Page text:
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Fairy Basslet
(Gramma loreto)

fairy basslet, Gramma loreto

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The fairy basslet or Gramma loreto belongs to the family Serranidae. These deep water dwellers are native to the West Atlantic and the Caribbean Sea. They frequent steep reef slopes ranging from depths of 15 to 230 feet. When threatened they will instinctively seek the shelter of the reef interior for protection. It is not uncommon to see them swimming upside down when they feel at ease in their environment. This is a durnal species. They will be active during the day and retreat to the reef at dusk.

The fairy basset has a slender torpedo-shaped body. Their brilliant three toned color palette makes them a popular choice for saltwater aquarists. These fish have a royal purple anterior which fades into a small reddish or fuchsia band mid-body. The anterior region and tail fins are bright yellow. This is a smaller species reaching an adult length of approximately 4 inches. They have an average life expectancy of 3-5 years. The fairly basslet is commonly called a royal gramma because of its purple coloring. It is also referred to as a bicolor fairy basslet.

This species is rated easy to moderate care level. They are perfect for amateur aquarists. This is a docile to timid creature and should not be housed with larger or more aggressive species. They are middle to lower tanks swimmers in aquariums and will require abundant hiding places. An insufficient number of hiding places may cause them to become territorial over their preferred spot. They are considered non-territorial with unrelated species. They do however exhibit territorial behavior toward other grammas. Keep only one gramma species per tank unless you have a large enough aquarium for them to establish territorial boundaries. They are good candidates for reef aquariums but have a propensity to view smaller crustaceans such as hermit crabs and mollusks like turbo snails as a source of nutrition.

In nature this is a shoaling species which should be distinguished from a schooling species. Schooling fish are generally of equal size, lack an established social order and travel in the same direction much like a herd of cattle. Shoaling fish tend to be of varying size, have a hierarchy based on size and dominance and do not move in unison with each other. Both rely on safety in numbers. Basslets shoal by the thousands in their native habitat.

Basslets are primarily carnivorous. In the wild they are known to feed on the parasites infesting other species. In captivity they easily acclimate to common variety marine food. They will readily accept flake foods but a more diversified diet is recommended in order to maintain their vigor and vivid coloration. A diet supplemented with vitamin enriched brine shrimp, frozen marine food formulated for carnivores, or chopped crustaceans such as uncooked shrimp from your local grocer will keep them healthy and happy. Plenty of live rock is also recommended. Not only does this give them adequate hiding places, it also provides an additional source of nutrition. The minuscule crustaceans that live in living rock are a natural source of protein.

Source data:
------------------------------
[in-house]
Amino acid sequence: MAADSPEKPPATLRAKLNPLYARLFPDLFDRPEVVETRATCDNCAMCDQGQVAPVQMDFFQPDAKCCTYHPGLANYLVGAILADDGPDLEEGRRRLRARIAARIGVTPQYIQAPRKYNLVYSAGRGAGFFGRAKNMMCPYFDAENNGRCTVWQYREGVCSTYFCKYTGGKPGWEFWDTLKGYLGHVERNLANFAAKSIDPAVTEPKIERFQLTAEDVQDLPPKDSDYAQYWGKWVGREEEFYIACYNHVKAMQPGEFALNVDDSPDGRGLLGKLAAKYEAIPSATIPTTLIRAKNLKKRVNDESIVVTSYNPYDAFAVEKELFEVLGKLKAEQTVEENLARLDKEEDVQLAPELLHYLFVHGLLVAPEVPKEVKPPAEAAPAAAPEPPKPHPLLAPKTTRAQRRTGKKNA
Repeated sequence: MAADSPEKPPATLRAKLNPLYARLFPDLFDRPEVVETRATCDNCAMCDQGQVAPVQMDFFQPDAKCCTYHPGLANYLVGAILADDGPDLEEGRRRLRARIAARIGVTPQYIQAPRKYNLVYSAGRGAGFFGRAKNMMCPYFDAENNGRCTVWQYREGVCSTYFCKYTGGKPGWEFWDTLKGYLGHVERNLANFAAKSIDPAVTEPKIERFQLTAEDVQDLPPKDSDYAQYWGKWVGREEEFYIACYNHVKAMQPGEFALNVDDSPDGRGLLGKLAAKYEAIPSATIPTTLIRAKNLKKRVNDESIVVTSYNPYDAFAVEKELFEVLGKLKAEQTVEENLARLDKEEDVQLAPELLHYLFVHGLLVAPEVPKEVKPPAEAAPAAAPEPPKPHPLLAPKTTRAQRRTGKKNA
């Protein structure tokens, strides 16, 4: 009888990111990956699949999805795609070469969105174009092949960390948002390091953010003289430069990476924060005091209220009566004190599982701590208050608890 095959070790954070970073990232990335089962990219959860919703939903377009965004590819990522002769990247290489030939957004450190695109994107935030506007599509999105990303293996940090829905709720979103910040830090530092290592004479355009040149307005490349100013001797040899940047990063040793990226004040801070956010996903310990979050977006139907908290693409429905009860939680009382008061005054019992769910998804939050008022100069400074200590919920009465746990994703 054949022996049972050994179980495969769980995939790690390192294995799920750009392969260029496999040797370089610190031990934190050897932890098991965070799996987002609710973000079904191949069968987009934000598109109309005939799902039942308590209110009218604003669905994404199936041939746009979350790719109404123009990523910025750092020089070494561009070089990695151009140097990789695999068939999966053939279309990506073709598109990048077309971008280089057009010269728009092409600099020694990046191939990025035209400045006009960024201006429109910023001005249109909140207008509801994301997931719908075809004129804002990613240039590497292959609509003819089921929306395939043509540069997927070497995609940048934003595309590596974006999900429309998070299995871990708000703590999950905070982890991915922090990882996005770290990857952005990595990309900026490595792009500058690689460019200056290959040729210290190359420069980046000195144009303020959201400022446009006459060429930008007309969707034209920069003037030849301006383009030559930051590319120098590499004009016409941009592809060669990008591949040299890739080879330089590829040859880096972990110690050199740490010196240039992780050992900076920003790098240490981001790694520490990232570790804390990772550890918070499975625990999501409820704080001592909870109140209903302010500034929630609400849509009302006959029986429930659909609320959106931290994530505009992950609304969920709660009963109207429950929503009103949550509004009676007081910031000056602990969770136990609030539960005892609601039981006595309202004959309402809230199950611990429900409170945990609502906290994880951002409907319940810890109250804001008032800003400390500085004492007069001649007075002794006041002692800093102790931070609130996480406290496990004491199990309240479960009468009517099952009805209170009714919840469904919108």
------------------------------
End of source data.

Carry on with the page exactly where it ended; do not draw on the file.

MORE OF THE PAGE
It is becoming more and more common to find commercially tank raised basslets for sale. A tank raised marine species is always preferable to a fish caught from the wild. Tank raised species do not have to undergo the transition into a captive environment. They are also more disease resistant, having prior exposure to the escalated bacterial levels common to a more confined surroundings. And they do not further deplete the oceans of one of their most valued resources.

These are harem fish. Harem fish function in a communal setting with an established hierarchal structure. Basslet harems consist of one male and multiple females. A second less dominate male may peacefully coexist within the harem if given enough room to prevent territorial issues. The closer the female is in proximity to the dominant male, the higher she is in the pecking order.

Breeding Fairy Basslets

Fairey basslets are protogynous hermaphrodites. They are all born as females. If a group consisting of only females is introduced to an aquarium the largest most dominate female will undergo a morphological change in gender. The death of the harem’s male will also trigger this hormonal transformation. This is nature’s way of propagating the species. There will always be a male present in the harem to insure future generations. Basslets are also sexually dimorphic. Males are much more colorful and larger than females. Females have shorter pelvic fins and lack the dual coloring of males.

These fish commonly breed in home aquariums. A high protein diet will help induce the spawning cycle. They are accustomed to breeding in the cracks and crevices of tropical reefs. They must be provided a similar environment for breeding purposes. A cave-like structure or hollow aquarium décor will be adequate.

The male’s color palette will darken when he is ready to mate with his harem. We will perform a courtship dance prior to spawning.

Environmental Parameters


pH Level Specific Gravity
72-78  °F 8.1-8-4 1.020-1.025

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